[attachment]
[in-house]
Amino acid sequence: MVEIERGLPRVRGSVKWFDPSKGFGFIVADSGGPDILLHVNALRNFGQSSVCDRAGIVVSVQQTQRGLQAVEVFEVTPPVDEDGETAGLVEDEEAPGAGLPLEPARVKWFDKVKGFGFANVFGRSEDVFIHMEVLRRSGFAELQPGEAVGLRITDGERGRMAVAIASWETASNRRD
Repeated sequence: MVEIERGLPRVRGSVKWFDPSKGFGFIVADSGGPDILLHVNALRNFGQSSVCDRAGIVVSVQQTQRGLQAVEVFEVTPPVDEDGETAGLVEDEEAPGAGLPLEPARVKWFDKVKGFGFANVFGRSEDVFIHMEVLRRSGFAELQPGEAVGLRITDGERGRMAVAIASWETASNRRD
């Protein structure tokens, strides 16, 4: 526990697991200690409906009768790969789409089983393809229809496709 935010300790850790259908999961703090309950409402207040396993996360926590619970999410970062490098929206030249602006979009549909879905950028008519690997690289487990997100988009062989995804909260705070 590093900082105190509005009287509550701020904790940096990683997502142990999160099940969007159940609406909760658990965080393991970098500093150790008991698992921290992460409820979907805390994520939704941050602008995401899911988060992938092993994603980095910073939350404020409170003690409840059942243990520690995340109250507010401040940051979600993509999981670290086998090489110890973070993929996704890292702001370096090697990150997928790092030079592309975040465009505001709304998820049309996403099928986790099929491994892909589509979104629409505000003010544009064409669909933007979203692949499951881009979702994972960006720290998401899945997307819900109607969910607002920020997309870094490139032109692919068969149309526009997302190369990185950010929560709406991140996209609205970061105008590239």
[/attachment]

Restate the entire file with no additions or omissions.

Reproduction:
[in-house]
Amino acid sequence: MVEIERGLPRVRGSVKWFDPSKGFGFIVADSGGPDILLHVNALRNFGQSSVCDRAGIVVSVQQTQRGLQAVEVFEVTPPVDEDGETAGLVEDEEAPGAGLPLEPARVKWFDKVKGFGFANVFGRSEDVFIHMEVLRRSGFAELQPGEAVGLRITDGERGRMAVAIASWETASNRRD
Repeated sequence: MVEIERGLPRVRGSVKWFDPSKGFGFIVADSGGPDILLHVNALRNFGQSSVCDRAGIVVSVQQTQRGLQAVEVFEVTPPVDEDGETAGLVEDEEAPGAGLPLEPARVKWFDKVKGFGFANVFGRSEDVFIHMEVLRRSGFAELQPGEAVGLRITDGERGRMAVAIASWETASNRRD
């Protein structure tokens, strides 16, 4: 526990697991200690409906009768790969789409089983393809229809496709 935010300790850790259908999961703090309950409402207040396993996360926590619970999410970062490098929206030249602006979009549909879905950028008519690997690289487990997100988009062989995804909260705070 590093900082105190509005009287509550701020904790940096990683997502142990999160099940969007159940609406909760658990965080393991970098500093150790008991698992921290992460409820979907805390994520939704941050602008995401899911988060992938092993994603980095910073939350404020409170003690409840059942243990520690995340109250507010401040940051979600993509999981670290086998090489110890973070993929996704890292702001370096090697990150997928790092030079592309975040465009505001709304998820049309996403099928986790099929491994892909589509979104629409505000003010544009064409669909933007979203692949499951881009979702994972960006720290998401899945997307819900109607969910607002920020997309870094490139032109692919068969149309526009997302190369990185950010929560709406991140996209609205970061105008590239």